What Gets Lost

Several years ago, I bought an unbelievably gorgeous ring at a department store in Toronto. I have no idea how much it cost me. I have no idea the name of the store. No idea how to describe it. At Dave & Buster’s a year or so later, the ring did a thing–slid off, it flew, it shot in the same direction of the basketball I aimed at the net. The ball came back to me. The ring didn’t.

I’ve been reading Cape Verde’s first (and only) Creole-English dictionary. It’s a very nostalgic experience. All the words I know, the words I don’t. How the definitions surprise me. Sadden me. How I’m sure, the published definitions mean something different to someone else. The power of interpretation leads me to riff off the English definitions, aware that in the process, images facts ideas values and beliefs are sliding off, flying, landing here, elsewhere, and nowhere. I cannot stop writing This Won’t Make Sense in English definition poems:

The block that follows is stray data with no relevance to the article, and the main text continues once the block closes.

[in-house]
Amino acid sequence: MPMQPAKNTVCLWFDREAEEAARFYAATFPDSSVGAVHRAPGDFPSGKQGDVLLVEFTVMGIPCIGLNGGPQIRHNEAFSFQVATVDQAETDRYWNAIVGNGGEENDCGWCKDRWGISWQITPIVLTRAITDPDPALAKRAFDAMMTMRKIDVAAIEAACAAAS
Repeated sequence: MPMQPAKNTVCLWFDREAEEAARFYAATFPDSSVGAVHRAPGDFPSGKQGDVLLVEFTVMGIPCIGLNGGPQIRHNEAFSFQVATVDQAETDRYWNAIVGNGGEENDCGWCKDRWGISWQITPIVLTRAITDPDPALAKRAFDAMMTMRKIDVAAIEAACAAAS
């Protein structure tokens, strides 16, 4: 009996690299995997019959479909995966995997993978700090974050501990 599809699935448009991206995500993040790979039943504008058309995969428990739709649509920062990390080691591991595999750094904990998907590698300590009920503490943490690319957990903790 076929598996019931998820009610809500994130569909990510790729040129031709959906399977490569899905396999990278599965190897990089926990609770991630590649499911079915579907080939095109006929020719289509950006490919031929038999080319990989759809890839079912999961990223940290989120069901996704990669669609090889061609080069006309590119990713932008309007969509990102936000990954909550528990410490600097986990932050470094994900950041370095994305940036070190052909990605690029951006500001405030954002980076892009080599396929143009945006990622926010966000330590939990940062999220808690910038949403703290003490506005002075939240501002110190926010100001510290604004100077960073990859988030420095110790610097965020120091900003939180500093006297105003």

From the dictionary:

Pasada [pasu] n step; ~ di ómi, grasa-l mudjer, short visit; badja ~, dance the pasada dance

From what I’ve lost:

dancing the pasada dance is a message: consumption is not something you do with your mouth

I’m not sure I know what I’m getting at but think I’m having a moment. Appreciating the ways in which words mean things, the ways in which all words, in every language, mean, to feel. It’s fascinating, this idea of culture and how we are because of it, in spite of it.

The loss of my ring went from clumsy

to there are worse things to lose.

Went from

is this making sense in English

to how are we making sense

of the words we use

to say what it is

we cannot.

-Shauna Barbosa, 2017 Writers’ Room of Boston Fellow

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